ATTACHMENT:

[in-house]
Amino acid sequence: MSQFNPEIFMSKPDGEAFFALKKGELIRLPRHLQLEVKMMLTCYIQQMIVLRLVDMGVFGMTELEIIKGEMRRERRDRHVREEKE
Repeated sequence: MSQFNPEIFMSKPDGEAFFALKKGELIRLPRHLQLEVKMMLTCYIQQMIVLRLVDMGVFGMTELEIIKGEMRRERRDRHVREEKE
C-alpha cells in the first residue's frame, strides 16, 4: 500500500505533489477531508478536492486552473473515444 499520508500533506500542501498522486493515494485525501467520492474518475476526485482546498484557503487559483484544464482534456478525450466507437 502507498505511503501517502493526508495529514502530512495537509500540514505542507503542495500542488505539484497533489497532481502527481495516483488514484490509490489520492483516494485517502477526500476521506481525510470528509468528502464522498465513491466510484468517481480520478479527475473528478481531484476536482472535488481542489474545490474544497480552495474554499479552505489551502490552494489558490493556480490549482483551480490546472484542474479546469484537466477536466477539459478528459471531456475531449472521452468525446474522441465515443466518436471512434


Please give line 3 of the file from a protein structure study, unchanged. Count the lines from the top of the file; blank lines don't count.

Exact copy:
Repeated sequence: MSQFNPEIFMSKPDGEAFFALKKGELIRLPRHLQLEVKMMLTCYIQQMIVLRLVDMGVFGMTELEIIKGEMRRERRDRHVREEKE